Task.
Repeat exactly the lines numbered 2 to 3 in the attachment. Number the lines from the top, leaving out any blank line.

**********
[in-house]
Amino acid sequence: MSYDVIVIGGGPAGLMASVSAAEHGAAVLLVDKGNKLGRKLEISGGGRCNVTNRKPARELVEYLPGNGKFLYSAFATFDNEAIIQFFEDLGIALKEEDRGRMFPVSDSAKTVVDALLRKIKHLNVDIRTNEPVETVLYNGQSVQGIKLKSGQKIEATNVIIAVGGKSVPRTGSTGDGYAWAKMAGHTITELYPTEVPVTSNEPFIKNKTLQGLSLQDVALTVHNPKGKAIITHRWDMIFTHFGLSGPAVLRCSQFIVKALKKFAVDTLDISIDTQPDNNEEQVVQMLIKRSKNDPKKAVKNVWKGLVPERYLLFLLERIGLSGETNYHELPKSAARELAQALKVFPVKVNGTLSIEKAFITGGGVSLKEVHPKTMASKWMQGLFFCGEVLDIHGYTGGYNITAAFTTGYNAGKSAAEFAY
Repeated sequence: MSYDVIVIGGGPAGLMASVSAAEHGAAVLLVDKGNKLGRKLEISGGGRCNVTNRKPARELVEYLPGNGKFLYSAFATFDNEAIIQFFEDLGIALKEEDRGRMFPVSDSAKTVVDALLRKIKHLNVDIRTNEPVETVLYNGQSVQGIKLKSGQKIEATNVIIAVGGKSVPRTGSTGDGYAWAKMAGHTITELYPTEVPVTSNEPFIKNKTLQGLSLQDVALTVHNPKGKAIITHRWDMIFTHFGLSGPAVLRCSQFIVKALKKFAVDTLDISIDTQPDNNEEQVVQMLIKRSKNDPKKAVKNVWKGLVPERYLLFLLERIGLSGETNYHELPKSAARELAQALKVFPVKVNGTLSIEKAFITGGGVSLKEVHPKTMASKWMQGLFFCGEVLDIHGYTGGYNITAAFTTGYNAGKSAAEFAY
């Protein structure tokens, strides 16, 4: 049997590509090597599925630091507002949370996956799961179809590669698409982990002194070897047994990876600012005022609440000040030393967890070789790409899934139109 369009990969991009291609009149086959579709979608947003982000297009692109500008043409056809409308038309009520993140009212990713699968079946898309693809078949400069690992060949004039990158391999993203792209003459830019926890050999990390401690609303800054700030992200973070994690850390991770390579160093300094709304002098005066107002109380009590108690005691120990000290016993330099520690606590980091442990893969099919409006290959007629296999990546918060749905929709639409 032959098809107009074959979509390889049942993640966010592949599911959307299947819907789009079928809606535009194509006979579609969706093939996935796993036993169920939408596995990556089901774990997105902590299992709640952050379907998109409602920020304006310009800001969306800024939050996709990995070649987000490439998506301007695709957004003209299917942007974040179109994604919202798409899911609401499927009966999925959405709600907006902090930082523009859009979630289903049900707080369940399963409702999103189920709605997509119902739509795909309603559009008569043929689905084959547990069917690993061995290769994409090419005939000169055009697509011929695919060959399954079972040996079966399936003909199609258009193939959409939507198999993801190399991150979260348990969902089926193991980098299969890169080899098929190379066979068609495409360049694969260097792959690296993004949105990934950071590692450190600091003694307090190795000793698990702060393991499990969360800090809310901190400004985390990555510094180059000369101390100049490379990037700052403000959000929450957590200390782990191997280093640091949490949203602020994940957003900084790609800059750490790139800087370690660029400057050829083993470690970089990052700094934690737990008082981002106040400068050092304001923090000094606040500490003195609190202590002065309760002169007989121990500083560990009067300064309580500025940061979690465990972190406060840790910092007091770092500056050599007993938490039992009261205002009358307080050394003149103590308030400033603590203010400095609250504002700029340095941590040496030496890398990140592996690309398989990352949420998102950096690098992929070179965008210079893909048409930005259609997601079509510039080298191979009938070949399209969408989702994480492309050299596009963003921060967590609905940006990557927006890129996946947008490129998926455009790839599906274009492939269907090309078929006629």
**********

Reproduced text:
Amino acid sequence: MSYDVIVIGGGPAGLMASVSAAEHGAAVLLVDKGNKLGRKLEISGGGRCNVTNRKPARELVEYLPGNGKFLYSAFATFDNEAIIQFFEDLGIALKEEDRGRMFPVSDSAKTVVDALLRKIKHLNVDIRTNEPVETVLYNGQSVQGIKLKSGQKIEATNVIIAVGGKSVPRTGSTGDGYAWAKMAGHTITELYPTEVPVTSNEPFIKNKTLQGLSLQDVALTVHNPKGKAIITHRWDMIFTHFGLSGPAVLRCSQFIVKALKKFAVDTLDISIDTQPDNNEEQVVQMLIKRSKNDPKKAVKNVWKGLVPERYLLFLLERIGLSGETNYHELPKSAARELAQALKVFPVKVNGTLSIEKAFITGGGVSLKEVHPKTMASKWMQGLFFCGEVLDIHGYTGGYNITAAFTTGYNAGKSAAEFAY
Repeated sequence: MSYDVIVIGGGPAGLMASVSAAEHGAAVLLVDKGNKLGRKLEISGGGRCNVTNRKPARELVEYLPGNGKFLYSAFATFDNEAIIQFFEDLGIALKEEDRGRMFPVSDSAKTVVDALLRKIKHLNVDIRTNEPVETVLYNGQSVQGIKLKSGQKIEATNVIIAVGGKSVPRTGSTGDGYAWAKMAGHTITELYPTEVPVTSNEPFIKNKTLQGLSLQDVALTVHNPKGKAIITHRWDMIFTHFGLSGPAVLRCSQFIVKALKKFAVDTLDISIDTQPDNNEEQVVQMLIKRSKNDPKKAVKNVWKGLVPERYLLFLLERIGLSGETNYHELPKSAARELAQALKVFPVKVNGTLSIEKAFITGGGVSLKEVHPKTMASKWMQGLFFCGEVLDIHGYTGGYNITAAFTTGYNAGKSAAEFAY